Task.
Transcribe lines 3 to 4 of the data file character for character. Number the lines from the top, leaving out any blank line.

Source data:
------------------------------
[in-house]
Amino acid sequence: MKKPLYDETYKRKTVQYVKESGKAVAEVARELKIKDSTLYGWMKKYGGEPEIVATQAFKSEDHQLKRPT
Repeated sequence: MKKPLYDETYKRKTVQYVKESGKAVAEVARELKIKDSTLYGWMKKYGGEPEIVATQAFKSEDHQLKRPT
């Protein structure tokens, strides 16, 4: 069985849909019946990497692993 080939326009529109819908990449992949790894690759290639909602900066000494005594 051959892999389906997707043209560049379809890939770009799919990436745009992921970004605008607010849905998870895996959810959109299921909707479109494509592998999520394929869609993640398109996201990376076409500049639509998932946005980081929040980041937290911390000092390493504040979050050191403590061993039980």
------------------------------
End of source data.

Repeated sequence: MKKPLYDETYKRKTVQYVKESGKAVAEVARELKIKDSTLYGWMKKYGGEPEIVATQAFKSEDHQLKRPT
């Protein structure tokens, strides 16, 4: 069985849909019946990497692993 080939326009529109819908990449992949790894690759290639909602900066000494005594 051959892999389906997707043209560049379809890939770009799919990436745009992921970004605008607010849905998870895996959810959109299921909707479109494509592998999520394929869609993640398109996201990376076409500049639509998932946005980081929040980041937290911390000092390493504040979050050191403590061993039980």